The era of double-digit annual GDP growth rates appear to have ended in China. Hence, the country has entered a new stage of slower growth rates, but with greater potential to raise income levels and upgrade living conditions nationwide. An age of sustainable development could help the Chinese find better jobs, reside in higher-quality housing and breather more fresh air.
For the government to create a better economy, lowering taxes would be an effective long-term solution that could spark a brighter entrepreneurial spirit and boost consumer spending. Lower taxes means higher incomes.
Apparently, China's top officials are moving ahead on tax reforms. Chinese Vice-Premier Li Keqiang stands at the forefront to turn tax cuts into reality. Chinese media reports quote him as saying last Thursday that structural tax cuts can transform the economic growth pattern. He calls for expanding pilot projects across the country that would replace a business tax with a value-added tax (VAT).
Calling for tax cuts holds much symbolic significance. However, some prominent economists have argued that governments should enact progressive stimulus measures to fund large-scale infrastructure projects and provide more social services subsidies for the public. They contend that stimulus spending can provide more temporary jobs and extra spending money for consumers.
Nevertheless, a flood of government spending could increase sovereign debt burdens and may lead to higher taxes to finance bond repayments for many decades to come. The Chinese government has been very successful restraining itself from excessive deficit spending. But even though China has enjoyed remarkable economic growth for the past three decades, the country's tax system remains complex to say the least.
"Chinese manufacturers currently pay a value-added tax levied on profits, while firms in the services sector pay a business tax based on sales revenues," according to Reuters. "The current tax system has drawn criticism because some goods end up getting taxed by both the value-added tax and business tax."
Accordingly, Vice-Premier Li is accurate when saying new tax reforms could reduce taxes for small-scale taxpayers by an average of 40 percent in trials."
Tax reforms were first carried out in Shanghai and would be expanded to Beijing, Guangdong and Zhejiang in August, as well as nine other provincial regions. Additionally, telecommunications, railway transportation and construction sectors would join in on trials too.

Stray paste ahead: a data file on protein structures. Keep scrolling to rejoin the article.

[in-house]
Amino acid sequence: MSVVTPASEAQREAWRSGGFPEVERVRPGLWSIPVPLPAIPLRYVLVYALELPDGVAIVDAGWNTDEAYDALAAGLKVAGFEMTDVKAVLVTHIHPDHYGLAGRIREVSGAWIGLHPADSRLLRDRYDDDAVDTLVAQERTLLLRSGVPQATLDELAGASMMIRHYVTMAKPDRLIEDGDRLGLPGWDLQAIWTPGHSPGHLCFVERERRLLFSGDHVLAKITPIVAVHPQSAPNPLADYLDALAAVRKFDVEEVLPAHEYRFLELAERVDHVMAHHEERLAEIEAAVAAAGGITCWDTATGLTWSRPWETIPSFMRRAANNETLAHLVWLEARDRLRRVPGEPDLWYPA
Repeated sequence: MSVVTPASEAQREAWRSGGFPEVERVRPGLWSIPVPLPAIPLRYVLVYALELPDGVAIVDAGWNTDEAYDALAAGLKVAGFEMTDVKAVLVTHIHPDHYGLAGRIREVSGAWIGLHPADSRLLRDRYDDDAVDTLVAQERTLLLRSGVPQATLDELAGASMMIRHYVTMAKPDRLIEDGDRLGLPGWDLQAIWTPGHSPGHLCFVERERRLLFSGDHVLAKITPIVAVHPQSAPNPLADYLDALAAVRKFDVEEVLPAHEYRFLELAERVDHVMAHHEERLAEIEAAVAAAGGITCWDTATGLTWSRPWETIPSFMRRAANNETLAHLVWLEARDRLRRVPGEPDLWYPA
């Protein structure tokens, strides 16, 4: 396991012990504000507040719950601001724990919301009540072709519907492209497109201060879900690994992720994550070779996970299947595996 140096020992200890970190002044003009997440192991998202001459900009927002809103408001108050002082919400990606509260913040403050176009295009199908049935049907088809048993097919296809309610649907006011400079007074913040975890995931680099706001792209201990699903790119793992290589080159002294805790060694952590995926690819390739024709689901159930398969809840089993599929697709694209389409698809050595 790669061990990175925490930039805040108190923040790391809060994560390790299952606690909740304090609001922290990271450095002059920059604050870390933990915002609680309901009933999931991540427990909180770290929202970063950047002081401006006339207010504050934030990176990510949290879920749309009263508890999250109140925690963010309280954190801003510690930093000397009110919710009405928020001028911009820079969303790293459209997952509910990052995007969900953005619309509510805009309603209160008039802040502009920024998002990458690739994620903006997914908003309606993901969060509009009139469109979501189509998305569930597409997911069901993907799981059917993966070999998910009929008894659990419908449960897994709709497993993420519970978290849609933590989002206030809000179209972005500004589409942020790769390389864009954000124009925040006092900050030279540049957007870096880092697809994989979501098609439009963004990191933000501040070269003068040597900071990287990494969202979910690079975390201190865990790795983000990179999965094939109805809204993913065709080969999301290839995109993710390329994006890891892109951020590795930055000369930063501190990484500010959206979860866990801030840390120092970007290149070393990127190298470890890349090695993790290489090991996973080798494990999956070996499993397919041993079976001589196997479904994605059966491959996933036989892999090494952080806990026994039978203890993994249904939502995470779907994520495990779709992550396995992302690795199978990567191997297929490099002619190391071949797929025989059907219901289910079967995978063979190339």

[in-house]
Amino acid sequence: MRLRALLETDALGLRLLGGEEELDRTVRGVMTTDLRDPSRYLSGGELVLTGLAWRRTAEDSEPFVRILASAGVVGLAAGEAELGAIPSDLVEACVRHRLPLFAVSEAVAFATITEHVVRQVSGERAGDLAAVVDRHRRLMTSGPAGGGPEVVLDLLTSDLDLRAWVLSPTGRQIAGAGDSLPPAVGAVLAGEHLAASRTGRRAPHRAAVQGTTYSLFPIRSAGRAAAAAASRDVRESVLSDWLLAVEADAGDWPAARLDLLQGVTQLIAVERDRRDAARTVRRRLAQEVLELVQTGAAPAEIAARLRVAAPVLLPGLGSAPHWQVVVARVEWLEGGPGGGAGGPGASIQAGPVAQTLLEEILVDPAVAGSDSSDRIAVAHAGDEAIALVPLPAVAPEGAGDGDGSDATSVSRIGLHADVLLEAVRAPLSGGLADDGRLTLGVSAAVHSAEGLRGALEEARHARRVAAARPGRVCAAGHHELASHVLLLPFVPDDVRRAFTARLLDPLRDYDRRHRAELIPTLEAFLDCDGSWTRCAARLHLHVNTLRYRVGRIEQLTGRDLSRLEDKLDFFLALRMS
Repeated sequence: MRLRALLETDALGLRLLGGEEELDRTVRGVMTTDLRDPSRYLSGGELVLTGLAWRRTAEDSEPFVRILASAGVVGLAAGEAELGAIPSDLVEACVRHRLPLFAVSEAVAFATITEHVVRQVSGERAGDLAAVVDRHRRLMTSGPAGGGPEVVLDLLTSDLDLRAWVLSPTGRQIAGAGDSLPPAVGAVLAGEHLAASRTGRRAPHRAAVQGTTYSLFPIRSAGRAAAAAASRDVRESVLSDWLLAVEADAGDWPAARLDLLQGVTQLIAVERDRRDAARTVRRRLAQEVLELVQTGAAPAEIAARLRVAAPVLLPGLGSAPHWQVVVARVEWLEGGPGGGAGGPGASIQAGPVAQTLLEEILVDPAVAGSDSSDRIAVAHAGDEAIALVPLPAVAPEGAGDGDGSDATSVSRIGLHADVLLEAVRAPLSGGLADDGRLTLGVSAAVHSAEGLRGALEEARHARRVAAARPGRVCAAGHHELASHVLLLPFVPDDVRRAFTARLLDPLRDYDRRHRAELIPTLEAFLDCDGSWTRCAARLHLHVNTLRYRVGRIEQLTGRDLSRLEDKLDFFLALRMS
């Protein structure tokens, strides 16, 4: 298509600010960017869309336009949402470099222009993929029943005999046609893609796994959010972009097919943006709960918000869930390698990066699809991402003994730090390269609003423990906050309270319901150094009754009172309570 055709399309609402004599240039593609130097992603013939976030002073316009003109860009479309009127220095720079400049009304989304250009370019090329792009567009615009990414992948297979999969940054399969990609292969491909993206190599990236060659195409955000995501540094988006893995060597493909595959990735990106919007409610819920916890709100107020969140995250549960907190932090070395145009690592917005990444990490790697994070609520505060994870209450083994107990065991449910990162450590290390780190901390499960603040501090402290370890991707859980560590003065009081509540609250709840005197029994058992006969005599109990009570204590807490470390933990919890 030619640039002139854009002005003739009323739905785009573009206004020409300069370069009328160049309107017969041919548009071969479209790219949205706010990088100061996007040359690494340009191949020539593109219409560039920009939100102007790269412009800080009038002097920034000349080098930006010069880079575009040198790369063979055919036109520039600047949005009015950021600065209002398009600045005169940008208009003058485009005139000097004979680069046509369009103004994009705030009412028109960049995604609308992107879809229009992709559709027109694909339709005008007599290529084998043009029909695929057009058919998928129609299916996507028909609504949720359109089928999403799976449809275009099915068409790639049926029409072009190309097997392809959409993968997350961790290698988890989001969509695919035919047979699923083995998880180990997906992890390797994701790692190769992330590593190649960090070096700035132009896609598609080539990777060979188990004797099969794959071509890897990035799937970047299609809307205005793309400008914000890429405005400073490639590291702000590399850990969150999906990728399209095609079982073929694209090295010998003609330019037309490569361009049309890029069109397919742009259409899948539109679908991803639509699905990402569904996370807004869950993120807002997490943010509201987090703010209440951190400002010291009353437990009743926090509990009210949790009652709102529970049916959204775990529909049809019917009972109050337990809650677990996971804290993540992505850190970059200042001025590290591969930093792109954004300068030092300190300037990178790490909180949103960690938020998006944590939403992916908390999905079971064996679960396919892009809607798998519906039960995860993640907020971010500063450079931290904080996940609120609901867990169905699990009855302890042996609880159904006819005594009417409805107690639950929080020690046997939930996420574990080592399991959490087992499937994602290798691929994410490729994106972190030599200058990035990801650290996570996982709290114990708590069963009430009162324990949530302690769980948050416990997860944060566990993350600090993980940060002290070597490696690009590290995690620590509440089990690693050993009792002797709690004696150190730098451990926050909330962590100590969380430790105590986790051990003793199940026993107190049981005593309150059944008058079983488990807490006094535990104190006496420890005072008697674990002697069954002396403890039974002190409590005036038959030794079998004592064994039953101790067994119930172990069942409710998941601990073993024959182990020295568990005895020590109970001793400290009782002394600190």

Some tax cuts could bring in more profits for eco-friendly companies that produce alternative sources of energy that would reduce carbon emissions as well. These companies could be eligible for generous tax breaks and rebates.
Meanwhile, China must contend with a transition from a manufacturing-based and exports-driven economy towards a service-oriented and a consumer-generated economy. Many factories have been moving out of China and opening up in Southeast Asian countries to exploit lower labor costs. China's success story has made this shift inevitable, since a stronger economy causes higher wages for workers.
Through a more developed services and retail sales sector, China can enjoy better living standards. Nonetheless, blue-collar workers can still obtain employment. The emergence of more white-collar jobs could generate a construction boom of more office buildings and shops.
Additionally, lower taxes would give Chinese consumers more cash to go shopping, to invest, to save or do all of the above to maintain pro-growth economic conditions. Some could even argue that tax cuts have historically been more of a jobs creator and if an economy rises then even with lower tax rates, tax revenues can still go higher.
It seems imperative for Beijing to pursue economic reforms with tax cuts for strong and stable growth. Perhaps, countries from all over the world should follow a similar path in cutting taxes as a solution to boost the global economy.
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